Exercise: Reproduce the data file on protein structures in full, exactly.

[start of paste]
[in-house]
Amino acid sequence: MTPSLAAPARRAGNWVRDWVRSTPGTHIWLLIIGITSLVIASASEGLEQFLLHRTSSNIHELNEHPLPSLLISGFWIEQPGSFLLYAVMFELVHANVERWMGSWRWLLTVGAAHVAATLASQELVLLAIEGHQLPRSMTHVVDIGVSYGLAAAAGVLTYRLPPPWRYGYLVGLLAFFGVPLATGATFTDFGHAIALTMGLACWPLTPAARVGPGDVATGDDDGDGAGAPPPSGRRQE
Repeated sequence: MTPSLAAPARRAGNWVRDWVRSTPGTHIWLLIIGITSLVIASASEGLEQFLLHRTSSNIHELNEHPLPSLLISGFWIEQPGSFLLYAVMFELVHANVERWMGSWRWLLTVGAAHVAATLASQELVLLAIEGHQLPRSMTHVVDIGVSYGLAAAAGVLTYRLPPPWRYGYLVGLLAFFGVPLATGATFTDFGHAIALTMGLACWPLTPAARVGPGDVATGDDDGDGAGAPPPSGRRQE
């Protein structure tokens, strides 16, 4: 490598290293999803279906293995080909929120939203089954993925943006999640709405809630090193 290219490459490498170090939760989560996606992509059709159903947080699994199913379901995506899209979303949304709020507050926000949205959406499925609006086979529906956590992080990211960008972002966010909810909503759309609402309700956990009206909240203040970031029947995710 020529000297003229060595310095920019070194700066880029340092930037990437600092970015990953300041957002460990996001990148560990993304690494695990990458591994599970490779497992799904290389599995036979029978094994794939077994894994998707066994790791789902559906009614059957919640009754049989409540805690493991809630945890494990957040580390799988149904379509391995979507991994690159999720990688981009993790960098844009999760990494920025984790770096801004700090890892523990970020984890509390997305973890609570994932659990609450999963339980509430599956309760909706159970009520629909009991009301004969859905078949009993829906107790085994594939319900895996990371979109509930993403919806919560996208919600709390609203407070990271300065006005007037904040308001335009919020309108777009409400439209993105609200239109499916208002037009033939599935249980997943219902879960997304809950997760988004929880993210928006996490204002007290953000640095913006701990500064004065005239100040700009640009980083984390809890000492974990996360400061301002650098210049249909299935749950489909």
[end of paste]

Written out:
[in-house]
Amino acid sequence: MTPSLAAPARRAGNWVRDWVRSTPGTHIWLLIIGITSLVIASASEGLEQFLLHRTSSNIHELNEHPLPSLLISGFWIEQPGSFLLYAVMFELVHANVERWMGSWRWLLTVGAAHVAATLASQELVLLAIEGHQLPRSMTHVVDIGVSYGLAAAAGVLTYRLPPPWRYGYLVGLLAFFGVPLATGATFTDFGHAIALTMGLACWPLTPAARVGPGDVATGDDDGDGAGAPPPSGRRQE
Repeated sequence: MTPSLAAPARRAGNWVRDWVRSTPGTHIWLLIIGITSLVIASASEGLEQFLLHRTSSNIHELNEHPLPSLLISGFWIEQPGSFLLYAVMFELVHANVERWMGSWRWLLTVGAAHVAATLASQELVLLAIEGHQLPRSMTHVVDIGVSYGLAAAAGVLTYRLPPPWRYGYLVGLLAFFGVPLATGATFTDFGHAIALTMGLACWPLTPAARVGPGDVATGDDDGDGAGAPPPSGRRQE
């Protein structure tokens, strides 16, 4: 490598290293999803279906293995080909929120939203089954993925943006999640709405809630090193 290219490459490498170090939760989560996606992509059709159903947080699994199913379901995506899209979303949304709020507050926000949205959406499925609006086979529906956590992080990211960008972002966010909810909503759309609402309700956990009206909240203040970031029947995710 020529000297003229060595310095920019070194700066880029340092930037990437600092970015990953300041957002460990996001990148560990993304690494695990990458591994599970490779497992799904290389599995036979029978094994794939077994894994998707066994790791789902559906009614059957919640009754049989409540805690493991809630945890494990957040580390799988149904379509391995979507991994690159999720990688981009993790960098844009999760990494920025984790770096801004700090890892523990970020984890509390997305973890609570994932659990609450999963339980509430599956309760909706159970009520629909009991009301004969859905078949009993829906107790085994594939319900895996990371979109509930993403919806919560996208919600709390609203407070990271300065006005007037904040308001335009919020309108777009409400439209993105609200239109499916208002037009033939599935249980997943219902879960997304809950997760988004929880993210928006996490204002007290953000640095913006701990500064004065005239100040700009640009980083984390809890000492974990996360400061301002650098210049249909299935749950489909």